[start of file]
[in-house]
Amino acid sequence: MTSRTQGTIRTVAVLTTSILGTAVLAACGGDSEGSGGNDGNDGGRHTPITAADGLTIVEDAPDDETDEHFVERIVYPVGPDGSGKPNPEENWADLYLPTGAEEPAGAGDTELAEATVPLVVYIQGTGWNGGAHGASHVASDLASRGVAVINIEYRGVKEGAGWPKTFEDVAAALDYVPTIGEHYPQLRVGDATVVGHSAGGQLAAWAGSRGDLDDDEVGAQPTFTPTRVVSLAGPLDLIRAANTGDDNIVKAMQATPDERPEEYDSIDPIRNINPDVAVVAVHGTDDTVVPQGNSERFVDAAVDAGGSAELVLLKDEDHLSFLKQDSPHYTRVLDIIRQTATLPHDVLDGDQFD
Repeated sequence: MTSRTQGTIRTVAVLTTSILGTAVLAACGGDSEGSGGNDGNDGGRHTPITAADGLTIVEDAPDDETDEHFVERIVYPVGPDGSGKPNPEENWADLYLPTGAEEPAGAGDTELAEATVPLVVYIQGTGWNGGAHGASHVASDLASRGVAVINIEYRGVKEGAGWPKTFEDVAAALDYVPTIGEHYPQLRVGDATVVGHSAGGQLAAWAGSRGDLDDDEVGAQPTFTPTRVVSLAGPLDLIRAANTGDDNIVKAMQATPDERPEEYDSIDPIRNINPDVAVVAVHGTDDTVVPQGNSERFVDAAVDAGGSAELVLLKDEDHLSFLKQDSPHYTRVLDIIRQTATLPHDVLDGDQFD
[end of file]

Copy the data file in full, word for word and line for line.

[in-house]
Amino acid sequence: MTSRTQGTIRTVAVLTTSILGTAVLAACGGDSEGSGGNDGNDGGRHTPITAADGLTIVEDAPDDETDEHFVERIVYPVGPDGSGKPNPEENWADLYLPTGAEEPAGAGDTELAEATVPLVVYIQGTGWNGGAHGASHVASDLASRGVAVINIEYRGVKEGAGWPKTFEDVAAALDYVPTIGEHYPQLRVGDATVVGHSAGGQLAAWAGSRGDLDDDEVGAQPTFTPTRVVSLAGPLDLIRAANTGDDNIVKAMQATPDERPEEYDSIDPIRNINPDVAVVAVHGTDDTVVPQGNSERFVDAAVDAGGSAELVLLKDEDHLSFLKQDSPHYTRVLDIIRQTATLPHDVLDGDQFD
Repeated sequence: MTSRTQGTIRTVAVLTTSILGTAVLAACGGDSEGSGGNDGNDGGRHTPITAADGLTIVEDAPDDETDEHFVERIVYPVGPDGSGKPNPEENWADLYLPTGAEEPAGAGDTELAEATVPLVVYIQGTGWNGGAHGASHVASDLASRGVAVINIEYRGVKEGAGWPKTFEDVAAALDYVPTIGEHYPQLRVGDATVVGHSAGGQLAAWAGSRGDLDDDEVGAQPTFTPTRVVSLAGPLDLIRAANTGDDNIVKAMQATPDERPEEYDSIDPIRNINPDVAVVAVHGTDDTVVPQGNSERFVDAAVDAGGSAELVLLKDEDHLSFLKQDSPHYTRVLDIIRQTATLPHDVLDGDQFD